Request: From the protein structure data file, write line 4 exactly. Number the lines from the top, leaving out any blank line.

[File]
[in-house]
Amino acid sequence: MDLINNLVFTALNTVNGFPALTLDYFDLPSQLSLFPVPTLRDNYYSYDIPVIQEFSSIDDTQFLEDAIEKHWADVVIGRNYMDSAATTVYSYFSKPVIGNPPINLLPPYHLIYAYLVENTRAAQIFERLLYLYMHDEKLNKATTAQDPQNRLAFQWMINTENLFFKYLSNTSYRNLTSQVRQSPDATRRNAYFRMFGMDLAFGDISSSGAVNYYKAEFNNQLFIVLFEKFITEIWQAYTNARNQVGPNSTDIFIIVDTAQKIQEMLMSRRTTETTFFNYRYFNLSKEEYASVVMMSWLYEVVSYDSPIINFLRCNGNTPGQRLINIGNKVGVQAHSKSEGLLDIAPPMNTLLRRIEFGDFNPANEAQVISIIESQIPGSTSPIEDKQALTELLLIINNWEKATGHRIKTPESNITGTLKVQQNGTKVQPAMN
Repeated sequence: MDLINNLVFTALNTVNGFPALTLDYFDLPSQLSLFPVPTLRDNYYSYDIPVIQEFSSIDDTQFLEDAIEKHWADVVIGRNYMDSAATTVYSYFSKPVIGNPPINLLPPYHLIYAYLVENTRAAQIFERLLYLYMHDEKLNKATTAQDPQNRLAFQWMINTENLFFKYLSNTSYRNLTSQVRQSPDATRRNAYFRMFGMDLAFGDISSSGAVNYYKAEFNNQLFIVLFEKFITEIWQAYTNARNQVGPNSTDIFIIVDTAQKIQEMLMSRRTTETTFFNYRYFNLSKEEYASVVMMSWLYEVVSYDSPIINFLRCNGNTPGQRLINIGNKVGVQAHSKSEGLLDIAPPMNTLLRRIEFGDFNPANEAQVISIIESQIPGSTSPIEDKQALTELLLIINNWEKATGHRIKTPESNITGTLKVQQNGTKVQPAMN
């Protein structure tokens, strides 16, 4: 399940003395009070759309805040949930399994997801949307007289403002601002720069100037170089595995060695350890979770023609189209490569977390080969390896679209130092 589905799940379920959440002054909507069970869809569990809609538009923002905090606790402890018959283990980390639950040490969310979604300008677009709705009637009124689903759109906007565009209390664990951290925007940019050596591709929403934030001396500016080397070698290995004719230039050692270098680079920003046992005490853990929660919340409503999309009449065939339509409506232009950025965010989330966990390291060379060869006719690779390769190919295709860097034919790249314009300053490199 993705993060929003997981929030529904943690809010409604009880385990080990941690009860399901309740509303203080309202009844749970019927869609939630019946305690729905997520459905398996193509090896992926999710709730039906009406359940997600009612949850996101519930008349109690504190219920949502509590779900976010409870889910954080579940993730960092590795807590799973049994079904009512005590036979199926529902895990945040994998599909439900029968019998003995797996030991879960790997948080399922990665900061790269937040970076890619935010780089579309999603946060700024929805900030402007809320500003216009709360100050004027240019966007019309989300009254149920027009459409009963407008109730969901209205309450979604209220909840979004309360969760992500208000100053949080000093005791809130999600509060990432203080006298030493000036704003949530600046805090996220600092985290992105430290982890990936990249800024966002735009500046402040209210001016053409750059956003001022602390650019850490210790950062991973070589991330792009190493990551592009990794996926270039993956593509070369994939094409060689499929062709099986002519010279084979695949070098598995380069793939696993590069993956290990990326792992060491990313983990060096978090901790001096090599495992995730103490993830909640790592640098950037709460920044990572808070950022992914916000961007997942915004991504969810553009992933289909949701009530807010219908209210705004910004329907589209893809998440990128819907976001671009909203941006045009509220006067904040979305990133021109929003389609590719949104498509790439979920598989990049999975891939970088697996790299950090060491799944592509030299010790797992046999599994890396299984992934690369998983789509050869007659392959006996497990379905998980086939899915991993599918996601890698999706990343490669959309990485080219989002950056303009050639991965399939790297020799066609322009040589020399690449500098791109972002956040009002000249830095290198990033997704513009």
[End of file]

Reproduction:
């Protein structure tokens, strides 16, 4: 399940003395009070759309805040949930399994997801949307007289403002601002720069100037170089595995060695350890979770023609189209490569977390080969390896679209130092 589905799940379920959440002054909507069970869809569990809609538009923002905090606790402890018959283990980390639950040490969310979604300008677009709705009637009124689903759109906007565009209390664990951290925007940019050596591709929403934030001396500016080397070698290995004719230039050692270098680079920003046992005490853990929660919340409503999309009449065939339509409506232009950025965010989330966990390291060379060869006719690779390769190919295709860097034919790249314009300053490199 993705993060929003997981929030529904943690809010409604009880385990080990941690009860399901309740509303203080309202009844749970019927869609939630019946305690729905997520459905398996193509090896992926999710709730039906009406359940997600009612949850996101519930008349109690504190219920949502509590779900976010409870889910954080579940993730960092590795807590799973049994079904009512005590036979199926529902895990945040994998599909439900029968019998003995797996030991879960790997948080399922990665900061790269937040970076890619935010780089579309999603946060700024929805900030402007809320500003216009709360100050004027240019966007019309989300009254149920027009459409009963407008109730969901209205309450979604209220909840979004309360969760992500208000100053949080000093005791809130999600509060990432203080006298030493000036704003949530600046805090996220600092985290992105430290982890990936990249800024966002735009500046402040209210001016053409750059956003001022602390650019850490210790950062991973070589991330792009190493990551592009990794996926270039993956593509070369994939094409060689499929062709099986002519010279084979695949070098598995380069793939696993590069993956290990990326792992060491990313983990060096978090901790001096090599495992995730103490993830909640790592640098950037709460920044990572808070950022992914916000961007997942915004991504969810553009992933289909949701009530807010219908209210705004910004329907589209893809998440990128819907976001671009909203941006045009509220006067904040979305990133021109929003389609590719949104498509790439979920598989990049999975891939970088697996790299950090060491799944592509030299010790797992046999599994890396299984992934690369998983789509050869007659392959006996497990379905998980086939899915991993599918996601890698999706990343490669959309990485080219989002950056303009050639991965399939790297020799066609322009040589020399690449500098791109972002956040009002000249830095290198990033997704513009």